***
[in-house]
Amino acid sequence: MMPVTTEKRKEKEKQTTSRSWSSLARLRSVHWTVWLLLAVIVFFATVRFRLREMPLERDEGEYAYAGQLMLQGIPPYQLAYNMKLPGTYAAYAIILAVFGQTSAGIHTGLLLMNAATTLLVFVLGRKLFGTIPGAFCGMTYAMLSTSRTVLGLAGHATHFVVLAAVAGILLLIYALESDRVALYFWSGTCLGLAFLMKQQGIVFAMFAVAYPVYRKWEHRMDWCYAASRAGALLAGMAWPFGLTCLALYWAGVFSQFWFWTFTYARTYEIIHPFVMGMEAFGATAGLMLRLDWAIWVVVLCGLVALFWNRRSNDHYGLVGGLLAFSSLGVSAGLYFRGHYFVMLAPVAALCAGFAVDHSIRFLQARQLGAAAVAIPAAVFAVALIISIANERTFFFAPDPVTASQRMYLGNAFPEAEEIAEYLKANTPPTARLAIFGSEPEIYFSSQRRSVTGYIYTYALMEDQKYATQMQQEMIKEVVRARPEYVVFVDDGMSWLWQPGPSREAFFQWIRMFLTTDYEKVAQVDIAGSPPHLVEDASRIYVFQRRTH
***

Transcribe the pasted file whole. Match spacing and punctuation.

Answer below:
[in-house]
Amino acid sequence: MMPVTTEKRKEKEKQTTSRSWSSLARLRSVHWTVWLLLAVIVFFATVRFRLREMPLERDEGEYAYAGQLMLQGIPPYQLAYNMKLPGTYAAYAIILAVFGQTSAGIHTGLLLMNAATTLLVFVLGRKLFGTIPGAFCGMTYAMLSTSRTVLGLAGHATHFVVLAAVAGILLLIYALESDRVALYFWSGTCLGLAFLMKQQGIVFAMFAVAYPVYRKWEHRMDWCYAASRAGALLAGMAWPFGLTCLALYWAGVFSQFWFWTFTYARTYEIIHPFVMGMEAFGATAGLMLRLDWAIWVVVLCGLVALFWNRRSNDHYGLVGGLLAFSSLGVSAGLYFRGHYFVMLAPVAALCAGFAVDHSIRFLQARQLGAAAVAIPAAVFAVALIISIANERTFFFAPDPVTASQRMYLGNAFPEAEEIAEYLKANTPPTARLAIFGSEPEIYFSSQRRSVTGYIYTYALMEDQKYATQMQQEMIKEVVRARPEYVVFVDDGMSWLWQPGPSREAFFQWIRMFLTTDYEKVAQVDIAGSPPHLVEDASRIYVFQRRTH